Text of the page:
The model took as a starting point the universities’ situations in terms of income and expenditure as in 2014, and did not take their balance sheets into account. A decrease in surplus or an increase in deficit was understood to be a deteriorating position; i.e. a university would not be able to spend in the way it had in 2014 in the following years, given a decline in income. As noted above, five universities had operating deficits in 2014/15.
The model assumed that all eligible NSFAS students would be funded in terms of current NSFAS rules and means threshold, to the level of the average NSFAS grant in their institutions in 2014/15, adjusted for the increase in the full cost of study. Historic debt was not factored in, and nor was the ‘missing middle’, yet the shortfall in NSFAS funding as reported above pertains.
3.1 Scenario A – An across the board inflation increase in tuition and registration fees.
The first is the ‘default’ scenario, which sees tuition and registration fees rising directly in line with inflation, i.e. a 6.3% increase at all universities. The following results apply:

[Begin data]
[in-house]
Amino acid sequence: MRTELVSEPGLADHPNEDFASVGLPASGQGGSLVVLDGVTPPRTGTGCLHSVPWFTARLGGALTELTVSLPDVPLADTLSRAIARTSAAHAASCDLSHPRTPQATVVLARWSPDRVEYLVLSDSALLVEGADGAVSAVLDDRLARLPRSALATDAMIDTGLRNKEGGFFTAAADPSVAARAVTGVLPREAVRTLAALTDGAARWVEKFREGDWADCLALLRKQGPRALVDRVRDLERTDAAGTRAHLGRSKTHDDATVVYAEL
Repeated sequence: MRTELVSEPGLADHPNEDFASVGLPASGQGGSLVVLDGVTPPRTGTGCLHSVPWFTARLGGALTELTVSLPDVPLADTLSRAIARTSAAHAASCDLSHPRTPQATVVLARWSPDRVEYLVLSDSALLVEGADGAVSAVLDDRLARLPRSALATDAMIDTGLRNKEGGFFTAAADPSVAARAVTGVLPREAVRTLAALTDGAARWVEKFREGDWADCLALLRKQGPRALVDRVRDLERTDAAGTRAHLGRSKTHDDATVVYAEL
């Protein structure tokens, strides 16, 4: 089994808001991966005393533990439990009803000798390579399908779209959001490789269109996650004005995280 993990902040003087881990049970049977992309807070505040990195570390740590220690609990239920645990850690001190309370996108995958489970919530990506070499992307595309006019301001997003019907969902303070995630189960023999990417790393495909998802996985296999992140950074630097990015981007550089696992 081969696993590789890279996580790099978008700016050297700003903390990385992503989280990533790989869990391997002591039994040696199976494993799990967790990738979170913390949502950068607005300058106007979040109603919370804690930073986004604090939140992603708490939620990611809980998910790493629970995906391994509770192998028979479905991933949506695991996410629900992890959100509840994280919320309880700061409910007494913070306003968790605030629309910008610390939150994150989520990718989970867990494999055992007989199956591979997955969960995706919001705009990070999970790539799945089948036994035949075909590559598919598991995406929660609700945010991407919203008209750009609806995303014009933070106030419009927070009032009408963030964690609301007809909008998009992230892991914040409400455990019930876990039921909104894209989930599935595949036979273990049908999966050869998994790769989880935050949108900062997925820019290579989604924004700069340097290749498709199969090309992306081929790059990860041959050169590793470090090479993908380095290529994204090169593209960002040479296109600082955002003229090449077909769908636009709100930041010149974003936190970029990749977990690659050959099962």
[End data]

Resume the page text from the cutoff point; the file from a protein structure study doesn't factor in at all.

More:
- State subsidy: From the block grant of R19.6 billion in 2014/15, the block grant in 2017/18 with a compensatory grant for a 0% fee increase in 2016 will be R25.3 billion.
- University surpluses: University surpluses would decline by R4.1 billion between 2014/15 and 2016/17, and would recover by R400 million in 2017/18.
- Number of universities deteriorating in financial position between 2016/17 and 2017/18: 10
- NSFAS shortfall: R1.7 billion (17.5%) in 2016; R1.4 billion (12.7%) in 2017.
With a fee increase at the level of consumer price inflation, the university sector would recover slightly overall, although 10 individual universities would be in a worse financial position in 2017/18 than they were in 2016/17, meaning either that their deficits increase or their surpluses are reduced. The model looked at which institutions in particular would be affected, and also modelled the outcomes for three different groups of institutions: the results indicated that there was not one group of universities that is most affected, but that among the 10 affected in Scenario A are 5 comprehensives, 4 traditional universities and 1 University of Technology. Of these, half are historically disadvantaged institutions.